A vivid, emotionally-charged insider view of conflict and displacement from Syria’s Diana El Jeiroudi
Dir. Diana El Jeiroudi. Germany/France/Syria/Qatar. 2021. 183 mins.
Spanning 12 years and jumping free-associatively between episodes and abrupt fragments, Republic Of Silence depicts the Syrian conflict from the point of view of activists in exile, and especially from the vantage point of director Diana El Jeiroudi. Rather than the film’s central focus, she and her partner/collaborator Orwa Nyrabia are the film’s point of entry into the turmoil of Syria’s civil war, although viewers not familiar with recent events won’t be able to rely on the film as an easy catch-up. Very much an inside story, Republic of Silence assumes a certain basic knowledge, and – together with its sprawling length - its refusal to provide a linear naartive or convenient signposts will limit its overall exposure. However, its uncompromising artistic voice and clarity of intent will make it essential viewing for festivals and platforms with current affairs, human rights and Middle East interests.
While ’Republic Of Silence’ has a raw scrapbook feel, it is artfully put together
The primary viewpoint is El Jeiroudi’s own. Her intimate thoughts are conveyed in white-on-black intertitles, but she only intermittently appears in the film, focusing rather on those around her - including fellow camera operator Guevara Namer - and on excerpts from reporting sorties. She and fellow film-maker Nyrabia are known for running the now-suspended Syrian documentary festival DOX BOX, and as co-producers of Silvered Water: Syria Self-Portrait, the 2014 film that assembled phone-filmed testimonies by Syrian ‘citizen journalists’ about conditions in the country (this film also incorporates footage shot on the spot by contributors who by necessity remain anonymous).
Republic Of Silence is a sprawling, unconventionally shaped example of a contemporary genre - less a documentary in the traditional sense, more what you might call a ‘crisis diary’, conveying a personal sense of what individuals and communities experience in states of conflict, other recent examples being the collective films to emerge from the Hong Kong protests and, of course, 2019’s more narratively accessible For Sama.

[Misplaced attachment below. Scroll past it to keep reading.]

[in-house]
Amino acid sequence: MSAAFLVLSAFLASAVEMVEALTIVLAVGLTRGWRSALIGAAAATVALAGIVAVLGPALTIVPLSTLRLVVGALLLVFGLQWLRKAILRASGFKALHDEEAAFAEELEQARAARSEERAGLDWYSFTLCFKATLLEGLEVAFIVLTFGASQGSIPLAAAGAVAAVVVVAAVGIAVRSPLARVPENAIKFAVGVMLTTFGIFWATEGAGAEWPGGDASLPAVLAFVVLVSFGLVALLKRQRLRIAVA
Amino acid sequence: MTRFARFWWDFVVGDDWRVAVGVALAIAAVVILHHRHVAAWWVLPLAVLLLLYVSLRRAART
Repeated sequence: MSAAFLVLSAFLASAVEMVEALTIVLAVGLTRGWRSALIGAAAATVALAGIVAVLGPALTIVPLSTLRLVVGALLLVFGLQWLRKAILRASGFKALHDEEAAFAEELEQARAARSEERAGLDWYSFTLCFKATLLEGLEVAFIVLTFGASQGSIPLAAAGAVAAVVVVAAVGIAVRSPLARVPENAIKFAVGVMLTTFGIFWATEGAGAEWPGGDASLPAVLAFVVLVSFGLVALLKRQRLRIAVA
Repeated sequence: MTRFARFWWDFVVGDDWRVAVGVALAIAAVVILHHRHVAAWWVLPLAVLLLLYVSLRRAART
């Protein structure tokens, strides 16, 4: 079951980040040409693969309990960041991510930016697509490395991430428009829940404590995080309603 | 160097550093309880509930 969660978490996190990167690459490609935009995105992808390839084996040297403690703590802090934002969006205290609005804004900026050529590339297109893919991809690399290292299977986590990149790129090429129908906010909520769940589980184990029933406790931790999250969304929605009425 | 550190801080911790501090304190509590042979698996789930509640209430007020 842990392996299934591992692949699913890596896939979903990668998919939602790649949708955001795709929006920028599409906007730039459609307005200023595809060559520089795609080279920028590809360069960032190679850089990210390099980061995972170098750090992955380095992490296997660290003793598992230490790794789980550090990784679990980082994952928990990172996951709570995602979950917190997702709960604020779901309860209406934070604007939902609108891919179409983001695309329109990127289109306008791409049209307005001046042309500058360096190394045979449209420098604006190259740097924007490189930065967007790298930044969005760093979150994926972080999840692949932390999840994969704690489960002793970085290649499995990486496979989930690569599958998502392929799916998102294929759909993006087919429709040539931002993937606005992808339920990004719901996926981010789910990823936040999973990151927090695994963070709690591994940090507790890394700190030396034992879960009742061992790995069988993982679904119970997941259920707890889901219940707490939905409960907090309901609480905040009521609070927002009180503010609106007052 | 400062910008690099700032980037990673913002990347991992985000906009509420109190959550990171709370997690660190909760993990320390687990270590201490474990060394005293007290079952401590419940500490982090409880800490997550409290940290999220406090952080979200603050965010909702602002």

Punctuated throughout by scenes of El Jeiroudi and Nyrabia as exiles at home in Berlin, the film also features written passages of the director’s reminiscence, beginning with her father giving her a camera when she was seven. TV footage of Bashar al-Assad becoming Syrian president in 2000 establishes the film’s time frame, and the stakes of its political content. Divided into four chapters, the film begins by focusing on the couple’s friend Rami Abou Jamra, a geneticist seen in Syria on a research trip. In 2011, the film-makers are among those protesting the Syrian government’s siege of the city of Daraa, and a visit to Syria reveals the horrors such sieges produce – like that in Homs, Nyrabia’s hometown.
The film seems briefly to focus narratively when Nyrabia goes missing in Syria, and El Jeiroudi waits for him to show up – a sequence abruptly followed by images of Robert de Niro, Mohsen Makhmalbaf and other cinema luminaries demanding his return. But El Jeroudi doesn’t tie up this thread in any conventional sense, and questions about this episode remain unanswered (detained in August 2012, Nyrabia was released the following month after protests).
This is a very much a film made within the documentarists’ world – Orwa is seen at various festivals, drawing attention to Syria’s plight, while some sequences have a self-reflexive slant, with subjects reminded that they are being filmed.
While Republic Of Silence has a raw scrapbook feel, it is artfully put together, not only in the elegance and polish of much of the footage (mostly shot by El Jeiroudi and Nyrabia) but also in the use of sound – from montages such as a late sequence using rhythmic industrial and street noises to unnerving percussive effect, to an intimate sequence in which El Jeiroudi records her partner grinding his teeth as he sleeps.
Skirting obvious concessions to the viewer, the film nevertheless offers a vivid, sometimes emotionally charged insider view, with anxiety and stress inseparable from the sense of compassion felt for compatriots at home and in exile – the film’s dedicatees being the film-makers’ friends and “all prisoners of silence.”
Production companies: No Nation Films, Les Films d’Ici, Proaction Film
International sales: No Nation Films, firstname.lastname@example.org
Producers: Orwa Nyrabia, Camille Laemlé, Diana El Jeiroudi
Screenplay: Diana El Jeiroudi
Cinematography: Sebastian Bäumler, Diana El Jeiroudi, Orwa Nyrabia, Guevara Namer
Editor: Katja Dringenberg, Diana El Jeiroudi
Main cast: Rami Abou Jamra, Orwa Nyrabia, Guevara Namer, Sandra Abou Jamra